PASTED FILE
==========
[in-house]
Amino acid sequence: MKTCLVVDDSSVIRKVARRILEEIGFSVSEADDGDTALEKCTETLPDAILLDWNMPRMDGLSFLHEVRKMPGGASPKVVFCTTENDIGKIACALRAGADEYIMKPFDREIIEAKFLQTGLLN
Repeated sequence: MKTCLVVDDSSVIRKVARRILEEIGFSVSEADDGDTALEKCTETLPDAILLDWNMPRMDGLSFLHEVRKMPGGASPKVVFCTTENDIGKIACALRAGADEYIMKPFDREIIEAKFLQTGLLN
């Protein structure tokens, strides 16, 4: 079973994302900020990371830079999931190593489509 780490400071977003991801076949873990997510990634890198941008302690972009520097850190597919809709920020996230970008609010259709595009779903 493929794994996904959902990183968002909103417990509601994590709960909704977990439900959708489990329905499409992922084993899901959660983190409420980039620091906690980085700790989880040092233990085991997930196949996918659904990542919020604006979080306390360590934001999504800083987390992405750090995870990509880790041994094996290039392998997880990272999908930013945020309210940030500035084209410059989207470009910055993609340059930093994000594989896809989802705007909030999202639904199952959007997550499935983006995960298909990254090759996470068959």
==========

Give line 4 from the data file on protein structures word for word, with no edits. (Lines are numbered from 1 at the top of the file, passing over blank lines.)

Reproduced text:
């Protein structure tokens, strides 16, 4: 079973994302900020990371830079999931190593489509 780490400071977003991801076949873990997510990634890198941008302690972009520097850190597919809709920020996230970008609010259709595009779903 493929794994996904959902990183968002909103417990509601994590709960909704977990439900959708489990329905499409992922084993899901959660983190409420980039620091906690980085700790989880040092233990085991997930196949996918659904990542919020604006979080306390360590934001999504800083987390992405750090995870990509880790041994094996290039392998997880990272999908930013945020309210940030500035084209410059989207470009910055993609340059930093994000594989896809989802705007909030999202639904199952959007997550499935983006995960298909990254090759996470068959």